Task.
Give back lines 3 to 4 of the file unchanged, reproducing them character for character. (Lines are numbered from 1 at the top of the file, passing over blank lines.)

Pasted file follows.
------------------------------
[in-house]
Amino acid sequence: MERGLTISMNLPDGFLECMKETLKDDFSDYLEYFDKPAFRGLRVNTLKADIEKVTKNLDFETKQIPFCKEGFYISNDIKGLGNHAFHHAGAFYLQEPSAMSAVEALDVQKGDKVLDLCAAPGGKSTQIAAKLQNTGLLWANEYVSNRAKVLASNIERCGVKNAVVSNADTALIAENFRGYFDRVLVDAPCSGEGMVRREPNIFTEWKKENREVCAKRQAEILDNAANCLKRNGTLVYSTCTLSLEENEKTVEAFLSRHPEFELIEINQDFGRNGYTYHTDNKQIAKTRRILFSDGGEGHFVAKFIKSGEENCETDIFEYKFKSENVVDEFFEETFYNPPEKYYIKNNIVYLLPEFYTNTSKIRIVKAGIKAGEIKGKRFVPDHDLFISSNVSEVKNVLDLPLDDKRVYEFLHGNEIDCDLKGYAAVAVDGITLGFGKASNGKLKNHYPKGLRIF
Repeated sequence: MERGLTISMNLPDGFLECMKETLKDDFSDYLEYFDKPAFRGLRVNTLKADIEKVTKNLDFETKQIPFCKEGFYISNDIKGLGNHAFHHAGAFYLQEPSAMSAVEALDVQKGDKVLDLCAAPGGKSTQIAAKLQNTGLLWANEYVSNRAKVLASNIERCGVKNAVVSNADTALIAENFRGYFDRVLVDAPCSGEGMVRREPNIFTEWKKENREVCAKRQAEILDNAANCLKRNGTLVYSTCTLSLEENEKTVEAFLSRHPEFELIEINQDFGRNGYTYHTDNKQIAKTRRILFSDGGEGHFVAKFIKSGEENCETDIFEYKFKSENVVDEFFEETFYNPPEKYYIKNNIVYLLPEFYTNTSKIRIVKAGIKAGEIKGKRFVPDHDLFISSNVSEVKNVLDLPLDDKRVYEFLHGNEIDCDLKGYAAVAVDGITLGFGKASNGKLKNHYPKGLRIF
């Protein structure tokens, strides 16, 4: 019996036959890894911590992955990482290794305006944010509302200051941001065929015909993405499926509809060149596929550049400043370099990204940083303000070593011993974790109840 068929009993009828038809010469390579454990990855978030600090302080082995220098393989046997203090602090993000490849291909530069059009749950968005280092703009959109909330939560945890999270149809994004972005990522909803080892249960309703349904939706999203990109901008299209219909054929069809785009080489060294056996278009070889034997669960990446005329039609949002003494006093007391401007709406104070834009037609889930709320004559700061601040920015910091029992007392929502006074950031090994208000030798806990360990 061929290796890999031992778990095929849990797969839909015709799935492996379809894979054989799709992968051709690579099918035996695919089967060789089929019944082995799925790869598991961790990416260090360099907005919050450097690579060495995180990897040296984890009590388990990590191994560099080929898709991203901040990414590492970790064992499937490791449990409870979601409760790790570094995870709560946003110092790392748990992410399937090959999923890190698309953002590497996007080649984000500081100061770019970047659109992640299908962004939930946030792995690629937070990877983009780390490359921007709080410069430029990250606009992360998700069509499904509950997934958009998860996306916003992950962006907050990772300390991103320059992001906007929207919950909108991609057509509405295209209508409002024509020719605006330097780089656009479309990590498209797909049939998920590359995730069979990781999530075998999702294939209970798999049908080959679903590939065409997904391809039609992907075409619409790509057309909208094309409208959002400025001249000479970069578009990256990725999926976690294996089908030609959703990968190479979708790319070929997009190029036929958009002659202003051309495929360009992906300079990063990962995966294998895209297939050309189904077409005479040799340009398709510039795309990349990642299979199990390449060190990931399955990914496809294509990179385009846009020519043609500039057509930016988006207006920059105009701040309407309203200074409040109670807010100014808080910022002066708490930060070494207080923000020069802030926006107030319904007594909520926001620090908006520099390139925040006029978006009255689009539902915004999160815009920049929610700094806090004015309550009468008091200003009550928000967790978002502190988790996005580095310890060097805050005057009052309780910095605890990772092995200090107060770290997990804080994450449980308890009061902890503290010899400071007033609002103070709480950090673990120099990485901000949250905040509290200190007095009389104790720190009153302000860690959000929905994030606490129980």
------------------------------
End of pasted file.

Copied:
Repeated sequence: MERGLTISMNLPDGFLECMKETLKDDFSDYLEYFDKPAFRGLRVNTLKADIEKVTKNLDFETKQIPFCKEGFYISNDIKGLGNHAFHHAGAFYLQEPSAMSAVEALDVQKGDKVLDLCAAPGGKSTQIAAKLQNTGLLWANEYVSNRAKVLASNIERCGVKNAVVSNADTALIAENFRGYFDRVLVDAPCSGEGMVRREPNIFTEWKKENREVCAKRQAEILDNAANCLKRNGTLVYSTCTLSLEENEKTVEAFLSRHPEFELIEINQDFGRNGYTYHTDNKQIAKTRRILFSDGGEGHFVAKFIKSGEENCETDIFEYKFKSENVVDEFFEETFYNPPEKYYIKNNIVYLLPEFYTNTSKIRIVKAGIKAGEIKGKRFVPDHDLFISSNVSEVKNVLDLPLDDKRVYEFLHGNEIDCDLKGYAAVAVDGITLGFGKASNGKLKNHYPKGLRIF
């Protein structure tokens, strides 16, 4: 019996036959890894911590992955990482290794305006944010509302200051941001065929015909993405499926509809060149596929550049400043370099990204940083303000070593011993974790109840 068929009993009828038809010469390579454990990855978030600090302080082995220098393989046997203090602090993000490849291909530069059009749950968005280092703009959109909330939560945890999270149809994004972005990522909803080892249960309703349904939706999203990109901008299209219909054929069809785009080489060294056996278009070889034997669960990446005329039609949002003494006093007391401007709406104070834009037609889930709320004559700061601040920015910091029992007392929502006074950031090994208000030798806990360990 061929290796890999031992778990095929849990797969839909015709799935492996379809894979054989799709992968051709690579099918035996695919089967060789089929019944082995799925790869598991961790990416260090360099907005919050450097690579060495995180990897040296984890009590388990990590191994560099080929898709991203901040990414590492970790064992499937490791449990409870979601409760790790570094995870709560946003110092790392748990992410399937090959999923890190698309953002590497996007080649984000500081100061770019970047659109992640299908962004939930946030792995690629937070990877983009780390490359921007709080410069430029990250606009992360998700069509499904509950997934958009998860996306916003992950962006907050990772300390991103320059992001906007929207919950909108991609057509509405295209209508409002024509020719605006330097780089656009479309990590498209797909049939998920590359995730069979990781999530075998999702294939209970798999049908080959679903590939065409997904391809039609992907075409619409790509057309909208094309409208959002400025001249000479970069578009990256990725999926976690294996089908030609959703990968190479979708790319070929997009190029036929958009002659202003051309495929360009992906300079990063990962995966294998895209297939050309189904077409005479040799340009398709510039795309990349990642299979199990390449060190990931399955990914496809294509990179385009846009020519043609500039057509930016988006207006920059105009701040309407309203200074409040109670807010100014808080910022002066708490930060070494207080923000020069802030926006107030319904007594909520926001620090908006520099390139925040006029978006009255689009539902915004999160815009920049929610700094806090004015309550009468008091200003009550928000967790978002502190988790996005580095310890060097805050005057009052309780910095605890990772092995200090107060770290997990804080994450449980308890009061902890503290010899400071007033609002103070709480950090673990120099990485901000949250905040509290200190007095009389104790720190009153302000860690959000929905994030606490129980």